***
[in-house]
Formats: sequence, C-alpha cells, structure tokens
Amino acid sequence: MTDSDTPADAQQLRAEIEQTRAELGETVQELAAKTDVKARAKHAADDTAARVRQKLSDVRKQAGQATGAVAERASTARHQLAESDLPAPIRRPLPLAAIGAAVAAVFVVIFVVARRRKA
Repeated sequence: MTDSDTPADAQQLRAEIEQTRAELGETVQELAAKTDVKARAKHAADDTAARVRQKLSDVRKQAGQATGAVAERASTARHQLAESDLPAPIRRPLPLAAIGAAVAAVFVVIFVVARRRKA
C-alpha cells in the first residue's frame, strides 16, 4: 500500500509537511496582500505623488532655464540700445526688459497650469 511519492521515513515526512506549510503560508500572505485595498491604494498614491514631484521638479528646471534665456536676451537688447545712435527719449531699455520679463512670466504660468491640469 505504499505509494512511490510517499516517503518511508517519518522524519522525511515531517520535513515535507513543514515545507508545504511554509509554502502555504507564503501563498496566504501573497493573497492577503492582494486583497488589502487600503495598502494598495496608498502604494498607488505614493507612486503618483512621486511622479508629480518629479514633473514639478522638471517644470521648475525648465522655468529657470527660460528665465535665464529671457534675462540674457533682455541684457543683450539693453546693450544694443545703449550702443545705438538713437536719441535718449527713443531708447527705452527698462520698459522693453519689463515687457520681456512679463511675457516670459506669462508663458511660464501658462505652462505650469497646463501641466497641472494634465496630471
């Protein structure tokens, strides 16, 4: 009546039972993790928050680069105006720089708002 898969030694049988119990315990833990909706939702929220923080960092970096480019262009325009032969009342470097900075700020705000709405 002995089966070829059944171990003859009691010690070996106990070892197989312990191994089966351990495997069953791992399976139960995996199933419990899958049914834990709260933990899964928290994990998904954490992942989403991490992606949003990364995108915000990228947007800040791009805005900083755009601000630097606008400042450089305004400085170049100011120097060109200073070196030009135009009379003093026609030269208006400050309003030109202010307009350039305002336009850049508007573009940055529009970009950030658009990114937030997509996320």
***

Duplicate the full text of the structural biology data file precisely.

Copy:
[in-house]
Formats: sequence, C-alpha cells, structure tokens
Amino acid sequence: MTDSDTPADAQQLRAEIEQTRAELGETVQELAAKTDVKARAKHAADDTAARVRQKLSDVRKQAGQATGAVAERASTARHQLAESDLPAPIRRPLPLAAIGAAVAAVFVVIFVVARRRKA
Repeated sequence: MTDSDTPADAQQLRAEIEQTRAELGETVQELAAKTDVKARAKHAADDTAARVRQKLSDVRKQAGQATGAVAERASTARHQLAESDLPAPIRRPLPLAAIGAAVAAVFVVIFVVARRRKA
C-alpha cells in the first residue's frame, strides 16, 4: 500500500509537511496582500505623488532655464540700445526688459497650469 511519492521515513515526512506549510503560508500572505485595498491604494498614491514631484521638479528646471534665456536676451537688447545712435527719449531699455520679463512670466504660468491640469 505504499505509494512511490510517499516517503518511508517519518522524519522525511515531517520535513515535507513543514515545507508545504511554509509554502502555504507564503501563498496566504501573497493573497492577503492582494486583497488589502487600503495598502494598495496608498502604494498607488505614493507612486503618483512621486511622479508629480518629479514633473514639478522638471517644470521648475525648465522655468529657470527660460528665465535665464529671457534675462540674457533682455541684457543683450539693453546693450544694443545703449550702443545705438538713437536719441535718449527713443531708447527705452527698462520698459522693453519689463515687457520681456512679463511675457516670459506669462508663458511660464501658462505652462505650469497646463501641466497641472494634465496630471
């Protein structure tokens, strides 16, 4: 009546039972993790928050680069105006720089708002 898969030694049988119990315990833990909706939702929220923080960092970096480019262009325009032969009342470097900075700020705000709405 002995089966070829059944171990003859009691010690070996106990070892197989312990191994089966351990495997069953791992399976139960995996199933419990899958049914834990709260933990899964928290994990998904954490992942989403991490992606949003990364995108915000990228947007800040791009805005900083755009601000630097606008400042450089305004400085170049100011120097060109200073070196030009135009009379003093026609030269208006400050309003030109202010307009350039305002336009850049508007573009940055529009970009950030658009990114937030997509996320």